Published November 21, 2015
Is Vanderbilt University flirting with the suppression of religion? Yes, according to Carol Swain, a professor at Vanderbilt’s Law School.
Specifically, Swain is referring to four Christian student groups being placed on "provisional status" after a university review found them to be in non-compliance with the school’s nondiscrimination policy.
Vanderbilt says the student organizations cannot require that leaders share the group’s beliefs, goals and values. Carried to its full extent, it means an atheist could lead a Christian group, a man a woman’s group, a Jew a Muslim group or vice versa.
If they remain in non-compliance, the student organizations risk being shut down.
So what’s behind this? Flashback to last fall. An openly gay undergrad at Vanderbilt complained he was kicked out of a Christian fraternity. The university wouldn’t identify the fraternity, but campus newspaper the "Hustler" reported it was Beta Upsilon Chi. As a result, the school took a look at the constitutions of some 300 student groups and found about a dozen, including five religious groups to be in non-compliance with Vanderbilt’s nondiscrimination policy. All were placed on provisional status.
Among the groups threatened with shut down is the Christian Legal Society. It ran afoul with this language from its constitution. “Each officer is expected to lead Bible studies, prayer and worship at chapter meetings.” CLS President Justin Gunter told me, “We come together to do things that Christians do together. Pray, and have Bible studies.”
To that, Rev. Gretchen Person – interim director of the Office of Religious Life at Vanderbilt – responded “Vanderbilt policies do not allow this expectation/qualification for officers.” Gunter has been negotiating with the university and has taken some language out of the CLS constitution - including the requirement that Student Coordinators “should strive to exemplify Christ-like qualities.” But he says he has to draw the line at the requirement regarding Bible studies, prayer and worship.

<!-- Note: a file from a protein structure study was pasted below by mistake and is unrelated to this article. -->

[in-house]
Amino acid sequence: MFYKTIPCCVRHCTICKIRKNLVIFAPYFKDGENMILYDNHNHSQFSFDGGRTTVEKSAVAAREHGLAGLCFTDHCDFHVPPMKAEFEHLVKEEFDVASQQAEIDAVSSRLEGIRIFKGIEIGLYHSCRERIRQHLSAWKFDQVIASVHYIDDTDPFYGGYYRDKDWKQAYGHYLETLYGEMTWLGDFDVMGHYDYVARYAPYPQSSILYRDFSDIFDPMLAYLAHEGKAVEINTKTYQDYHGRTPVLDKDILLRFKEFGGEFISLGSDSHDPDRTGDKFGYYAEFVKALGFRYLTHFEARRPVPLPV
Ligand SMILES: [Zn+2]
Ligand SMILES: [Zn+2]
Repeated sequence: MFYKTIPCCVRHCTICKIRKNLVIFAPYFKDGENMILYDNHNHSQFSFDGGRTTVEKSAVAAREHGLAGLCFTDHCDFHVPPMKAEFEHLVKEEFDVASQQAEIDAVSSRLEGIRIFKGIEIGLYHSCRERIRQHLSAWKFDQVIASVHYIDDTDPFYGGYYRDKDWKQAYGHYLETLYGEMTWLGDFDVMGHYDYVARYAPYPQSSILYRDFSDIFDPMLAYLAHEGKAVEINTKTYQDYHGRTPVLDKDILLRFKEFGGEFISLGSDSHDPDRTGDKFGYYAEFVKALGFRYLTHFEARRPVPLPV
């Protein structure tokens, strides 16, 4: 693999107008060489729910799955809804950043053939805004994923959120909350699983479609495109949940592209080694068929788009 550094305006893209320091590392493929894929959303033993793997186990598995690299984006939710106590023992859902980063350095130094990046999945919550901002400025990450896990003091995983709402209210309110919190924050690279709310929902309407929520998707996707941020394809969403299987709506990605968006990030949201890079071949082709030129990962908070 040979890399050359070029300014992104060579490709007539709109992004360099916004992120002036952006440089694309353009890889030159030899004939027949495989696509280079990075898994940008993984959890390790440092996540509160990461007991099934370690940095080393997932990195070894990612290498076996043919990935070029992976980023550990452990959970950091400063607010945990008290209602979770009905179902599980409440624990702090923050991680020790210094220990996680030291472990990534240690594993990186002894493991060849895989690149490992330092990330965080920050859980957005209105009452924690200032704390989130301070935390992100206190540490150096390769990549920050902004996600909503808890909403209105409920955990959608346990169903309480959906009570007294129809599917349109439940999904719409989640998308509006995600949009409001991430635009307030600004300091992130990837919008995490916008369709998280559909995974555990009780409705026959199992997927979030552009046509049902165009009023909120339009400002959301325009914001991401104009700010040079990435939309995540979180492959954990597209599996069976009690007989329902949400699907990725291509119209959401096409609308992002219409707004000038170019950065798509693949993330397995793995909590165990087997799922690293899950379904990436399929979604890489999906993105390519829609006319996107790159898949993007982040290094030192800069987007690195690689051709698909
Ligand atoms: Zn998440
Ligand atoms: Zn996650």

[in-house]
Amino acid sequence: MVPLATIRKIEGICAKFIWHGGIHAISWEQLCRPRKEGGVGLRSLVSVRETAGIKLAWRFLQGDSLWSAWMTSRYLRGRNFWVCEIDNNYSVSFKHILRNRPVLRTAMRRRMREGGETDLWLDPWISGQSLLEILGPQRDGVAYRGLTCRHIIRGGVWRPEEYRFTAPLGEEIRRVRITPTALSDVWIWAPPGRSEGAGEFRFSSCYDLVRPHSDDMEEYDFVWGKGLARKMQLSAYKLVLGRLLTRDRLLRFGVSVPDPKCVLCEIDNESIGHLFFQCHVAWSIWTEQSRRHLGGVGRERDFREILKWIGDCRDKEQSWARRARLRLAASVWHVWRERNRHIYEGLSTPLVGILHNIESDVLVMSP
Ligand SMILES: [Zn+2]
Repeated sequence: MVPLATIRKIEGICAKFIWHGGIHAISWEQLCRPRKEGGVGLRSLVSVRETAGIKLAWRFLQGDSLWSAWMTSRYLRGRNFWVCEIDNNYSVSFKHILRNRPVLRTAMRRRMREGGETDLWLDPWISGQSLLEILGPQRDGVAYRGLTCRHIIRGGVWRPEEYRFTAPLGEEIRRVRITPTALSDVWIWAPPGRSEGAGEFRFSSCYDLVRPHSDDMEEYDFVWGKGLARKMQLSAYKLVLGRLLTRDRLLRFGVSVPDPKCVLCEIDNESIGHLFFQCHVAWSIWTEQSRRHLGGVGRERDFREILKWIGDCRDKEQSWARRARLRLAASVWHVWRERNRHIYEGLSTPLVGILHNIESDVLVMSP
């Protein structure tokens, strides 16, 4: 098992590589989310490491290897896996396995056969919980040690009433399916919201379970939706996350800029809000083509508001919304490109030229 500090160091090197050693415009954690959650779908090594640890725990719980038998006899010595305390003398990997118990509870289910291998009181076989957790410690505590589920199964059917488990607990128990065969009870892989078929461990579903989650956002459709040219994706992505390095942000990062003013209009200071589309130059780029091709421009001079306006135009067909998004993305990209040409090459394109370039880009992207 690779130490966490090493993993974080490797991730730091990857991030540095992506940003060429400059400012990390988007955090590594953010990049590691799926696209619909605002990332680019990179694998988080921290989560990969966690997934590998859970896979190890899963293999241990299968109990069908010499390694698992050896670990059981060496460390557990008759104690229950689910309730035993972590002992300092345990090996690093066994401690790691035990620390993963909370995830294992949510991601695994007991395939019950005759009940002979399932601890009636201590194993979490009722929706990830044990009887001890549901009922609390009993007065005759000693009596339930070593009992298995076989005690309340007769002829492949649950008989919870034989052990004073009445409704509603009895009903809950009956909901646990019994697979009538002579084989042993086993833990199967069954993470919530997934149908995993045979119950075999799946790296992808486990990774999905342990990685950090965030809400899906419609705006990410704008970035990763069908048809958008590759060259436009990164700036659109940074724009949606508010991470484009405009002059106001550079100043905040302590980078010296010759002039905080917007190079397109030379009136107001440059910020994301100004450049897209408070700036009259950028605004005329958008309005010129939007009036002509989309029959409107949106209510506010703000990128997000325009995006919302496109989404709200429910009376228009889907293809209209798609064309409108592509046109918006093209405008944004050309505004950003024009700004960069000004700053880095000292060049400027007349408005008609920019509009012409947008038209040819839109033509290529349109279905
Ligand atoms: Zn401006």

He told me, “At the point where they’re saying we can’t have Bible studies and prayer meetings as part of our constitution – if we go beyond that – we’re compromising the very identity of who we are as Christians and the very thing we believe as religious individuals.”
Vanderbilt officials refused to be interviewed, and instead released a statement saying in part "We are committed to making our campus a welcoming environment for all of our students." In regard to the offending student organizations, officials said they "continue to work with them to achieve compliance."
CLS’s Gunter says his group’s membership is open to anyone, but leaders have a different requirement. “CLS is a Christian organization”, he told me. “That means to preserve our integrity, we need Christian leaders.”
Carol Swain is CLS’s faculty advisor. She insists the university has gone way beyond political correctness with its actions and demands. “It seems reasonable”, she told me, “to require that leaders share the beliefs of the organizations that they seek to lead.” She sees this as part of a larger problem at liberal-leaning universities across the nation. She says, “I see it as part of a larger attack on religious freedom that’s taking place across the country – particularly when it comes to conservative groups.”
This is familiar territory for the Christian Legal Society. Last year the Supreme Court ruled against a lawsuit it filed against Hastings Law School in California. CLS had argued that Hastings’ “all-comers” policy regarding student groups infringed on its right to religious freedom.
Vanderbilt does not have a specific “all-comers” policy in the way that Hastings did. Its nondiscrimination policy follows the standard federal one, with the requirement that student “Organizations must abide by the nondiscrimination policies in order to be registered.”
And that is why CLS and its supporters believe Vanderbilt has over-reached in this case. It would be discriminatory, they say if Christian groups were allowed on campus, but not a Wiccan society (Vanderbilt, by the way recently announced it would recognize official Wiccan holidays). But to tell CLS and others that they cannot require their leaders to be Christian, they say, is both discriminatory and threatens to secularize religion.
You might be asking yourself, even if they allowed a person who didn’t share their beliefs to run for a leadership position, how would he or she ever get elected? That’s an argument the Catholic student group at Vanderbilt agreed with. Vandy Catholic changed its constitution to read that potential board members need only be “undergraduate students at Vanderbilt University.”
CLS says it could never agree to that. The Vanderbilt group – and the national CLS organization are worried about “infiltration”, arguing that a person hostile to the group could rise to a leadership position, then attempt to tear it apart through conflict. CLS did have a problem at Washburn University Law School when a student whose religious beliefs were contrary to the group was allowed to lead a Bible study. When CLS stopped him he complained. Washburn put CLS on “provisional status”, but reinstated the group when CLS sued.
It’s unknown at this point if the national Christian Legal Society will make another trip to court over the Vanderbilt issue. Justin Gunter is hopeful that it can be worked out before it comes to that point.
He told me, “I think as they really delve into the issues, they will change their minds and they will agree to us and allow Vanderbilt to be a place that really respects all religious people and provides religious diversity.”